Simple Web Development: How to implement a Web App Manifest

Implementing and including a Web App Manifest is at worst a nice addition to your website or PWA, and at best a great extension of your applications functionality and how users interact with it.

The web app manifest is a simple JSON file that tells the browser about your web application and how it should behave when ‘installed’ on the user’s mobile device or desktop.

When included, users can pin your site to their homescreens and start using it much like an installed app would be used. And the Manifest let’s your control exactly what and how said user would see your site after opening it from their homescreen.

Especially PWAs or websites with service workers (building on top of your offline capable application) can profite from using this easy and rather quick to implement JSON:

The name and short_name attributes are used depending on their character length respectively, where the latter is often used on homescreens, were space is limited.

Two default icon sizes should also be implemented, so that devices can resize to the needed resolution.

The start URL defines what page is opened first, when your application is started. In this case, I simply added an attribute to my root folder so I can easily analize how many users have pinned and used my app.

The scope defines where your app lives and where it ends. Usually the root folder, may be one of your subfolders.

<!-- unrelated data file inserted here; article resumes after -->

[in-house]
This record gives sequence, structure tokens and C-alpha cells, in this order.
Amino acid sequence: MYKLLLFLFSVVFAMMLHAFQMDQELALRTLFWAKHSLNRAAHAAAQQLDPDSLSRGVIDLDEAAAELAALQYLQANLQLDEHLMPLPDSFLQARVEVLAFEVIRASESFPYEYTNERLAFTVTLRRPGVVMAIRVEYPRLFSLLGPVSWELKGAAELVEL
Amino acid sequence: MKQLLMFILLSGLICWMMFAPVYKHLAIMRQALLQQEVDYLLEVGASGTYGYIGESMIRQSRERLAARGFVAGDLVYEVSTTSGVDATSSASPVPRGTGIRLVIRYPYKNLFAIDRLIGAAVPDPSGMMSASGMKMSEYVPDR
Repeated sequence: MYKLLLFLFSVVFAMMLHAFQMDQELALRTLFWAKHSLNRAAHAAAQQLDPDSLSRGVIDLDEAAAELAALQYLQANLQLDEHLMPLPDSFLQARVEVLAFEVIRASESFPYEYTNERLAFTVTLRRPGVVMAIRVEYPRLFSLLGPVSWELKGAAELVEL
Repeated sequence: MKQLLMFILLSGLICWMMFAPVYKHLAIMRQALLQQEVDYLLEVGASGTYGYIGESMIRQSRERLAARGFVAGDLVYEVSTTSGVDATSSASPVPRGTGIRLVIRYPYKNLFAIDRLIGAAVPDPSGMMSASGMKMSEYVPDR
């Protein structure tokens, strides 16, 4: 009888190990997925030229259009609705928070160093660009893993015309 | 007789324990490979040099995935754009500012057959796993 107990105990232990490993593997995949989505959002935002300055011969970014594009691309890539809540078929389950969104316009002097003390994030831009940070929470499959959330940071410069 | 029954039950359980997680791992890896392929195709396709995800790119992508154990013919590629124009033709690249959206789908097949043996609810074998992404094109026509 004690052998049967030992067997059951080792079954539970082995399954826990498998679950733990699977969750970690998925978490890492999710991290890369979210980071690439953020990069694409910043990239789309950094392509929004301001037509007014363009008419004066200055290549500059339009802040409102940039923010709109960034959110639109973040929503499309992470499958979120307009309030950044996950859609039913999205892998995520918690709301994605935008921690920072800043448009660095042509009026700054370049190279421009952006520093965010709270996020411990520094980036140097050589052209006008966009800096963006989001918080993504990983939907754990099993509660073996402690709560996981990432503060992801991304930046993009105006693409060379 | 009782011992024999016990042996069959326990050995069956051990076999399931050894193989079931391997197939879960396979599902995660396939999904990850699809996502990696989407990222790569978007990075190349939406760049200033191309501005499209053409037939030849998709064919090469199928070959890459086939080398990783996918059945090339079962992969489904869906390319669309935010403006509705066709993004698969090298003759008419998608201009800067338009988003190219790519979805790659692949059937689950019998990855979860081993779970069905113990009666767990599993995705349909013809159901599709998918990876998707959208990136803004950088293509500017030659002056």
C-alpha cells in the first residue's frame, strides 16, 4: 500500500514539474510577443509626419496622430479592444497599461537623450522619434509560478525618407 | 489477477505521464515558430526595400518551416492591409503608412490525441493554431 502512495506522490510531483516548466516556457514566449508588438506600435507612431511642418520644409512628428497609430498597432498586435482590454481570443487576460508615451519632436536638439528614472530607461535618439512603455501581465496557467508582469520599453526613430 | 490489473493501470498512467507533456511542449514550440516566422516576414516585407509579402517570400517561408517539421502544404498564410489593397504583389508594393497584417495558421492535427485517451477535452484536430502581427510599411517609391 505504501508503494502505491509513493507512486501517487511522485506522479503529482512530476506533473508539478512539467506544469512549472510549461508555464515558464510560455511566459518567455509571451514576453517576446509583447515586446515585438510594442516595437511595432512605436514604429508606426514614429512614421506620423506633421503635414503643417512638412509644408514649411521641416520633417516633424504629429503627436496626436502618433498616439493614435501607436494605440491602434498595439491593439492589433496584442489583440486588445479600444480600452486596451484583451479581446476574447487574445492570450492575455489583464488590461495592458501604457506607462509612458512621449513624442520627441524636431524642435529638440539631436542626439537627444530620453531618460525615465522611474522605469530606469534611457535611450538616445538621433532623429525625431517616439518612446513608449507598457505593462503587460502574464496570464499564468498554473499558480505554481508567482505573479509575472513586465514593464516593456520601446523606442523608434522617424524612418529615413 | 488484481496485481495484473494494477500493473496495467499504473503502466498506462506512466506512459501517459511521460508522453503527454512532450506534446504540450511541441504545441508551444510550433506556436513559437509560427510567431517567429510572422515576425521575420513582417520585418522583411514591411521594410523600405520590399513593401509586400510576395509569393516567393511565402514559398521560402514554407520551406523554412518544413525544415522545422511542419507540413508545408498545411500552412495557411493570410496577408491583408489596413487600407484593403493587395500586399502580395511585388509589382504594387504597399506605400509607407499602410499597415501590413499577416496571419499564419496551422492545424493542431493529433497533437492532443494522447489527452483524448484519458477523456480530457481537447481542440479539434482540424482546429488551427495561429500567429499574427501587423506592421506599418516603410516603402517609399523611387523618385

For display I have chosen standalone, which displays your app without browser UI in a seperate window, much like any installed (native) app.

The theme and background color are used in different places, like to color your app icon and splash screen.

In Chrome:

When your app first launches, it can take a moment for the browser to spin up, and the initial content to begin rendering. Instead of showing a white screen that may look to the user like the app is stall, Chrome will show a splash screen, until the first paint.

Don’t forget to implement the manifest in the head meta area:

For a deeper understanding, read the documentation.

But wait, there’s more!

Adding only the manifest isn’t sufficient (yet), as some major mobile browers don’t fully support it yet. iOS Safari needs some additional information in the meta section of your DOM:

This example also includes information for Microsoft’s Edge Browser. You can leave that out if you don’t wish to support it. It will soon be Chromium anyway.

Make sure to use the same theme color and icons that you would use in the Manifest.

Adding this to your offline capable application makes it easily available on users homescreens and can increase usage and User Experience ratings.

Testing your Manifest in Chrome Dev Tools

First, make sure your Manifest is registered by the browser and all entered values are registered.

By auditing your site through Lighthouse, which is built into the Chrome Dev Tools “Audit” tab, you can make sure you meet all the instalability (and PWA) requirements.

🕶 Some more examples

Website opened through pinned app icon
Prompt appearing in Google Chrome on Android Devices
Chrome install Popup — Windows 10
Pinned and opened insalled App (through Chrome) — Windows 10

Great websites to try this out before you start:

Google Flights


The Air Horner

Magellan Code & Design Consulting — Portfolio Website (from this example)

If you’re interested in seeing the exact code of the example used in this article, head over to GitHub to see the full commits (Commits on Feb 11, 2019).



Freelance Developer & Designer at Magellan Code & Design Consulting / Into Offroading, Travel, Books, Blockchain and all about learning new stuff!

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Jonathan Arbely

Freelance Developer & Designer at Magellan Code & Design Consulting / Into Offroading, Travel, Books, Blockchain and all about learning new stuff!